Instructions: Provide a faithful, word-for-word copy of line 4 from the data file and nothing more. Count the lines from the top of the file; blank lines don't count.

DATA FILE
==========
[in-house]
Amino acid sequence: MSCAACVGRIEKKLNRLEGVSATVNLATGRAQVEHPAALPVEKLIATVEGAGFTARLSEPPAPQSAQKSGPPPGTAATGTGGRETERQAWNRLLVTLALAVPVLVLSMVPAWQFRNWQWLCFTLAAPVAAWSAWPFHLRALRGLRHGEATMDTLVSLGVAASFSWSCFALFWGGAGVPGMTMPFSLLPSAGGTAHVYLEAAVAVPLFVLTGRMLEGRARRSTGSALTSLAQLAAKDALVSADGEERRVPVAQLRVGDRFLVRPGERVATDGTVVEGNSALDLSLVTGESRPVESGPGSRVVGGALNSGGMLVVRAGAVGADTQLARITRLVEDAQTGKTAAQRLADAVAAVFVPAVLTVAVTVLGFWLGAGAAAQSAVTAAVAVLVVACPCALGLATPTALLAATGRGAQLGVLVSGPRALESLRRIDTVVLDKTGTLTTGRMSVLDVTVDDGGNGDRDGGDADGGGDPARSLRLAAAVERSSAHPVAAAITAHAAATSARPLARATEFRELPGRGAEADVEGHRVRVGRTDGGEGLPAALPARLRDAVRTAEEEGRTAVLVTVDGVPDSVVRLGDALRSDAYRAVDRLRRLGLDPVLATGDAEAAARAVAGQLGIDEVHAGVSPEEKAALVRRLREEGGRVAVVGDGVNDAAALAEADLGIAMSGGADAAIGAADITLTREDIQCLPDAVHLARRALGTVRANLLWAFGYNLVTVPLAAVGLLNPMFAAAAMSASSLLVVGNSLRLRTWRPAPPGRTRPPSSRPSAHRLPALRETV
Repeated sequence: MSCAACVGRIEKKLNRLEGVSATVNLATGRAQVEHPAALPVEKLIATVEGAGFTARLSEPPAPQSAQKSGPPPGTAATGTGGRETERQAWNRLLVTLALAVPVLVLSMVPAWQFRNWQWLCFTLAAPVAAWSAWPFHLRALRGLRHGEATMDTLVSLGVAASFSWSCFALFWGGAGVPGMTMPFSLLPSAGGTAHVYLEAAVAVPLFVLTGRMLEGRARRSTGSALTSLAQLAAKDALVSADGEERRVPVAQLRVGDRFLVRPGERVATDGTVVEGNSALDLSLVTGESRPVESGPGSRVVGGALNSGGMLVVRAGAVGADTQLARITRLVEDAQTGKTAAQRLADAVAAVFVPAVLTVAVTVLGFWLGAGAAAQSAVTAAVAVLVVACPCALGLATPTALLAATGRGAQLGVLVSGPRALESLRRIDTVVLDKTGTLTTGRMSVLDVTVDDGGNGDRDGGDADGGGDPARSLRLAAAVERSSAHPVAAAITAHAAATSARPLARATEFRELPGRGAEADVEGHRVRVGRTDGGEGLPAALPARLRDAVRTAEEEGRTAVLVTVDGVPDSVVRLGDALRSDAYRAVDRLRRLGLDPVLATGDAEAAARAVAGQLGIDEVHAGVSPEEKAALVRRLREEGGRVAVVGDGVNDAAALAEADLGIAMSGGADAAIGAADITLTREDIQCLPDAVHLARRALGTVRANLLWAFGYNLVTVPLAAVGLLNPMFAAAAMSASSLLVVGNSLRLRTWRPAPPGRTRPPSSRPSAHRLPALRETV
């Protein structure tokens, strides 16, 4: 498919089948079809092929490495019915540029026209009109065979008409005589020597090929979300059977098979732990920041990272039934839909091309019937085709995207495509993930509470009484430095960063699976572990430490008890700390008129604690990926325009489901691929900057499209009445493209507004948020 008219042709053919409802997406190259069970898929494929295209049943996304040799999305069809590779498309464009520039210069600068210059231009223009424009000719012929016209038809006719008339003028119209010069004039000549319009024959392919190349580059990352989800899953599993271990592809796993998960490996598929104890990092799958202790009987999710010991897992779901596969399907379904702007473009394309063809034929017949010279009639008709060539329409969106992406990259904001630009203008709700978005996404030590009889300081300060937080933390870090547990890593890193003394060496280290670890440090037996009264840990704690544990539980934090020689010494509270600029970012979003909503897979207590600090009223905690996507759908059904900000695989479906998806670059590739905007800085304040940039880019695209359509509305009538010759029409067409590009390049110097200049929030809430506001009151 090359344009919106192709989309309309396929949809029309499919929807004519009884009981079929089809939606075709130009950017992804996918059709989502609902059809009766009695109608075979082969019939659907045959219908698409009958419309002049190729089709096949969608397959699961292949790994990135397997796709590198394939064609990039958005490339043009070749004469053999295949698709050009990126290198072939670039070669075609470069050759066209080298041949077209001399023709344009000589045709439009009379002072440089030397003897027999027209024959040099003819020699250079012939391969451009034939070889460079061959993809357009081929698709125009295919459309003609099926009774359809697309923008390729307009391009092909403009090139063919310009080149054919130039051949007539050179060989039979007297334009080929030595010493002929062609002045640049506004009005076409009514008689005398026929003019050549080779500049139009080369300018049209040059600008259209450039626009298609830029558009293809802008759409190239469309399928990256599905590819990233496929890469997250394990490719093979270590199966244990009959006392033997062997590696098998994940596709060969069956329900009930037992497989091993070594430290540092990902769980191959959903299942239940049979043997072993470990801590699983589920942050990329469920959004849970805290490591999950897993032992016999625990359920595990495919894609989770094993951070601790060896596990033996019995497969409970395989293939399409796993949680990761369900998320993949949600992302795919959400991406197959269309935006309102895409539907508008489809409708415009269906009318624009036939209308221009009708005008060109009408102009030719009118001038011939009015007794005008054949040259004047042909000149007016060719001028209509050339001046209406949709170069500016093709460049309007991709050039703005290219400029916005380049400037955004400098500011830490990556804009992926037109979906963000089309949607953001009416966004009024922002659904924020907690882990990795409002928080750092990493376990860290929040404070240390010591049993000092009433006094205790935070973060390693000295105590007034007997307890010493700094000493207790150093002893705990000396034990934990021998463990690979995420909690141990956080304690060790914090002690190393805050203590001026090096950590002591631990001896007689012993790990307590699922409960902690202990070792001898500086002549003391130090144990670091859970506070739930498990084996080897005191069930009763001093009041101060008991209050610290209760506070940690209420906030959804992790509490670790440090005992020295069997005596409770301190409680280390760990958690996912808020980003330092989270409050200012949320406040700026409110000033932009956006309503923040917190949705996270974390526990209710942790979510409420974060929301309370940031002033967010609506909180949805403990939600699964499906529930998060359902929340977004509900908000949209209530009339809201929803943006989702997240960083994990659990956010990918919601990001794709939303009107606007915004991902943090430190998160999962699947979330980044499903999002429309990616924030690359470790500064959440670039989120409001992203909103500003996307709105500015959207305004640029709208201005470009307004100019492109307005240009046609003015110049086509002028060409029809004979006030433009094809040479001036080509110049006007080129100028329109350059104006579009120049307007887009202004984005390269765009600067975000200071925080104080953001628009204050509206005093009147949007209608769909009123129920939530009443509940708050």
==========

């Protein structure tokens, strides 16, 4: 498919089948079809092929490495019915540029026209009109065979008409005589020597090929979300059977098979732990920041990272039934839909091309019937085709995207495509993930509470009484430095960063699976572990430490008890700390008129604690990926325009489901691929900057499209009445493209507004948020 008219042709053919409802997406190259069970898929494929295209049943996304040799999305069809590779498309464009520039210069600068210059231009223009424009000719012929016209038809006719008339003028119209010069004039000549319009024959392919190349580059990352989800899953599993271990592809796993998960490996598929104890990092799958202790009987999710010991897992779901596969399907379904702007473009394309063809034929017949010279009639008709060539329409969106992406990259904001630009203008709700978005996404030590009889300081300060937080933390870090547990890593890193003394060496280290670890440090037996009264840990704690544990539980934090020689010494509270600029970012979003909503897979207590600090009223905690996507759908059904900000695989479906998806670059590739905007800085304040940039880019695209359509509305009538010759029409067409590009390049110097200049929030809430506001009151 090359344009919106192709989309309309396929949809029309499919929807004519009884009981079929089809939606075709130009950017992804996918059709989502609902059809009766009695109608075979082969019939659907045959219908698409009958419309002049190729089709096949969608397959699961292949790994990135397997796709590198394939064609990039958005490339043009070749004469053999295949698709050009990126290198072939670039070669075609470069050759066209080298041949077209001399023709344009000589045709439009009379002072440089030397003897027999027209024959040099003819020699250079012939391969451009034939070889460079061959993809357009081929698709125009295919459309003609099926009774359809697309923008390729307009391009092909403009090139063919310009080149054919130039051949007539050179060989039979007297334009080929030595010493002929062609002045640049506004009005076409009514008689005398026929003019050549080779500049139009080369300018049209040059600008259209450039626009298609830029558009293809802008759409190239469309399928990256599905590819990233496929890469997250394990490719093979270590199966244990009959006392033997062997590696098998994940596709060969069956329900009930037992497989091993070594430290540092990902769980191959959903299942239940049979043997072993470990801590699983589920942050990329469920959004849970805290490591999950897993032992016999625990359920595990495919894609989770094993951070601790060896596990033996019995497969409970395989293939399409796993949680990761369900998320993949949600992302795919959400991406197959269309935006309102895409539907508008489809409708415009269906009318624009036939209308221009009708005008060109009408102009030719009118001038011939009015007794005008054949040259004047042909000149007016060719001028209509050339001046209406949709170069500016093709460049309007991709050039703005290219400029916005380049400037955004400098500011830490990556804009992926037109979906963000089309949607953001009416966004009024922002659904924020907690882990990795409002928080750092990493376990860290929040404070240390010591049993000092009433006094205790935070973060390693000295105590007034007997307890010493700094000493207790150093002893705990000396034990934990021998463990690979995420909690141990956080304690060790914090002690190393805050203590001026090096950590002591631990001896007689012993790990307590699922409960902690202990070792001898500086002549003391130090144990670091859970506070739930498990084996080897005191069930009763001093009041101060008991209050610290209760506070940690209420906030959804992790509490670790440090005992020295069997005596409770301190409680280390760990958690996912808020980003330092989270409050200012949320406040700026409110000033932009956006309503923040917190949705996270974390526990209710942790979510409420974060929301309370940031002033967010609506909180949805403990939600699964499906529930998060359902929340977004509900908000949209209530009339809201929803943006989702997240960083994990659990956010990918919601990001794709939303009107606007915004991902943090430190998160999962699947979330980044499903999002429309990616924030690359470790500064959440670039989120409001992203909103500003996307709105500015959207305004640029709208201005470009307004100019492109307005240009046609003015110049086509002028060409029809004979006030433009094809040479001036080509110049006007080129100028329109350059104006579009120049307007887009202004984005390269765009600067975000200071925080104080953001628009204050509206005093009147949007209608769909009123129920939530009443509940708050």